Right now, as successful adopters of Eloqua we have a leg-up in that our messages are presumably more relevant than those from competitors who haven't yet adopted marketing automation. We have the advantage of right time, right message, right person workflows.



But as marketing automation adoption continues to skyrocket, what happens when everyone’s messages are relevant? Now what? Competition for those 2-seconds of attention becomes even more challenging. Even now, my inbox is already full of relevant messages. For example, I am a member of at least 20 LinkedIn Marketing Automation groups and continue to receive extremely relevant discussion topics all day long.



So how can you get your relevant marketing email to move to the front of the line, in a sea of relevant messages? Try incorporating:


  • Urgency

  • Importance (Scarcity)

  • Convenience


All other things being relevant (excuse the pun), we tend to take action on those messages that are (1) Urgent, then (2) Important and finally (3) Convenient.


  • An email from my bank suspecting fraud on my account is both urgent and important. I would definitely stop everything and take action.
  • An email reminding me I have only 30 minutes left to register for a popular workshop is urgent and worthy of my immediate attention as well (assuming it is relevant and important).
  • An email inviting me to an insightful webinar 4 weeks from now may be important but it is not urgent.





Many studies indicate that people wait until the last minute before taking action. To prove this, I recently helped a client with a webinar registration test in which over 43% waited until within 24 hours of the event to register, despite the initial invitation and reminder emails being sent 2 weeks prior. Leveraging the last minute is a sure-fire method of getting your message to the top of the list and “forcing” action.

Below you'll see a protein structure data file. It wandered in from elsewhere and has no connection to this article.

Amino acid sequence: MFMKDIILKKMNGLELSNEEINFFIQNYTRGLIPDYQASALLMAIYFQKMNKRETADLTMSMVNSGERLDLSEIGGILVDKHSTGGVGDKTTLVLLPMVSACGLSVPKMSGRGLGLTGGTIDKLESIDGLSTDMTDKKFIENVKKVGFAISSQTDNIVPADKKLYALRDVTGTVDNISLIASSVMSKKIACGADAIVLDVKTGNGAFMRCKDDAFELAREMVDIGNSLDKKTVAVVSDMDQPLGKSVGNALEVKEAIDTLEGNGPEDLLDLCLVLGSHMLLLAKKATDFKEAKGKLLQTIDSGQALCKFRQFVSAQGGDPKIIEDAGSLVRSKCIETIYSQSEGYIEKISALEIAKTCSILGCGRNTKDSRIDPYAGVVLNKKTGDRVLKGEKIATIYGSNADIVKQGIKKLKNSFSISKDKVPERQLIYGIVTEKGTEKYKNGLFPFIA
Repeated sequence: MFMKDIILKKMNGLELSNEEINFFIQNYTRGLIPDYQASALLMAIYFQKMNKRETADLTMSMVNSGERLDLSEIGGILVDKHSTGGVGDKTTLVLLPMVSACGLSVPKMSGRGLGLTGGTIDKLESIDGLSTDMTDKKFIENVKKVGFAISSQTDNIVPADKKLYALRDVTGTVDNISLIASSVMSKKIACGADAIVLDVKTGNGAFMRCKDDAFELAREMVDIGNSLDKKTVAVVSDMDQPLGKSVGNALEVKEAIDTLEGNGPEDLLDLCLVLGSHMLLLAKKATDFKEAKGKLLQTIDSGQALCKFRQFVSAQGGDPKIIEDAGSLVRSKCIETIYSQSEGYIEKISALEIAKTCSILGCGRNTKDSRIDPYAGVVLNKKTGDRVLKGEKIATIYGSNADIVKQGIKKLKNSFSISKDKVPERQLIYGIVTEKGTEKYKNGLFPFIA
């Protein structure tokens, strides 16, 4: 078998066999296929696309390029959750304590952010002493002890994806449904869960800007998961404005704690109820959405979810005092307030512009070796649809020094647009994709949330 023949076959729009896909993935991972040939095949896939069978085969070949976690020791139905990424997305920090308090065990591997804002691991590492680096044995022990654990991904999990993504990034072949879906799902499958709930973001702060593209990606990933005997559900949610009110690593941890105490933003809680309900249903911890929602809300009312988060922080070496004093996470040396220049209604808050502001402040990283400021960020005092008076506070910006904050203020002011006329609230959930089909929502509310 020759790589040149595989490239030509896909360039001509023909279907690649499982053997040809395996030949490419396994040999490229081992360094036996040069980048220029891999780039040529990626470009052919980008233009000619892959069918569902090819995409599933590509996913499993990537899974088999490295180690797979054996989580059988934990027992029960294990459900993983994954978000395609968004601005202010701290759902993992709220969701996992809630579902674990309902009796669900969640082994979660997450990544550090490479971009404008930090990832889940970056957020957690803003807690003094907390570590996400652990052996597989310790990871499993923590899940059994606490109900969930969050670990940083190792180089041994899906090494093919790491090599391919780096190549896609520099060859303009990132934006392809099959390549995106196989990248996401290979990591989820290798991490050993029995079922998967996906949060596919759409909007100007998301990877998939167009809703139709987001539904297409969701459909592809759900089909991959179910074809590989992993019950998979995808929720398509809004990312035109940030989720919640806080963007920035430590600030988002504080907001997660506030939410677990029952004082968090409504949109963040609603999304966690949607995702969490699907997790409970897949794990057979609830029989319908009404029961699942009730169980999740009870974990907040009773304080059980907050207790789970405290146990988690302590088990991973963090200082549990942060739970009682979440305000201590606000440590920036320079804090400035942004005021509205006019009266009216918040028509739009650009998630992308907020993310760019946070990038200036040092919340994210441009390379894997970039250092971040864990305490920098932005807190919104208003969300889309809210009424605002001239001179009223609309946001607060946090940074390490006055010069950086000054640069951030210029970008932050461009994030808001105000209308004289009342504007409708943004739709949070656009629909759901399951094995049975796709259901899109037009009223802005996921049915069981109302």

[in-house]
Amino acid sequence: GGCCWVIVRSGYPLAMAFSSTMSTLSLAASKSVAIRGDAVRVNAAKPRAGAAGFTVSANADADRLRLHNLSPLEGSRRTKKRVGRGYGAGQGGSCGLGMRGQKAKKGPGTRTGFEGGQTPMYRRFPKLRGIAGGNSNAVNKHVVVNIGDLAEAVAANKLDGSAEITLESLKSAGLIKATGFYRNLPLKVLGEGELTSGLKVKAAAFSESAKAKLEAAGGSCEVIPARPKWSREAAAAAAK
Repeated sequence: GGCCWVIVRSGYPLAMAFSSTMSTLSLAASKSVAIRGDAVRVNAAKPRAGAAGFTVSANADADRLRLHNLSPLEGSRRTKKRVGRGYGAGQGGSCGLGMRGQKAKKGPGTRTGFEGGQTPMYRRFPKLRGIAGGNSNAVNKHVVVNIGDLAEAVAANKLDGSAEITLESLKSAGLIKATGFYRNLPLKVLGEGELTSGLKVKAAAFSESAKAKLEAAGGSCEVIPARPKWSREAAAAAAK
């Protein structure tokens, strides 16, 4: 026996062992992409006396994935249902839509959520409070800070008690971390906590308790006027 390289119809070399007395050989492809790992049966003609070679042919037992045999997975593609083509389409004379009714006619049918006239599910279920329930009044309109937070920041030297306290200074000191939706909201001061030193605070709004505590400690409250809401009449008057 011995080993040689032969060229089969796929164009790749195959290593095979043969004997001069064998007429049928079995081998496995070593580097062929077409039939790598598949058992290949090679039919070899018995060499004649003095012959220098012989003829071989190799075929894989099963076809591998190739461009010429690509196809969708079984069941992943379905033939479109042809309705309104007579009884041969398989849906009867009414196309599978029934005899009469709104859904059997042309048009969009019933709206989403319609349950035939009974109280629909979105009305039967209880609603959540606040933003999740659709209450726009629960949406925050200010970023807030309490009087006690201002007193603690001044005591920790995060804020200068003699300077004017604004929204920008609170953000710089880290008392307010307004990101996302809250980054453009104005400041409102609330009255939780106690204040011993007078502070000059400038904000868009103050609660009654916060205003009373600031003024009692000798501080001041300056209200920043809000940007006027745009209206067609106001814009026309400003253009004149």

Don’t Fake Urgency



You can’t always create urgency when there really isn’t any. Don’t fake it whatever you do. We all hear the radio commercial that makes an offer to the next 20 callers only, that runs every 2 hours.



Making it Important



If you can't make it urgent, try and make it important. I know everything we marketers send out is extremely important (at least in our eyes) but it may not be perceived that way by the recipient (shocking I know). One way to help sell importance is to make it scarce.



You’ve developed an eBook that contains information rarely seen before. Your offer is a complete paradigm shift, a game changer. You’ve figured out a way to put a square peg in a round hole. You're giving away an iPad2. Make your message important by including scarcity when possible.



If there is no urgency, and your message is not particularly earth-shattering, at least make it convenient. This is one reason video is so successful. It’s easy and requires very little effort. If I’m confronted with 20 relevant messages, none of which are particularly urgent or important, I’m definitely responding to the one that requires the least effort first.



P.S. So what happens down the road, when everything becomes relevant, urgent, important and convenient? Yikes. I’m not sure what we do then. Maybe we put down our devices and pay some attention to the person next to us?




Steve Kellogg


-Demand Generation/Marketing Automation Consultant, Astadia

-Eloqua Certified Marketing Automation Best Practices Consultant

-Subscribe to my blog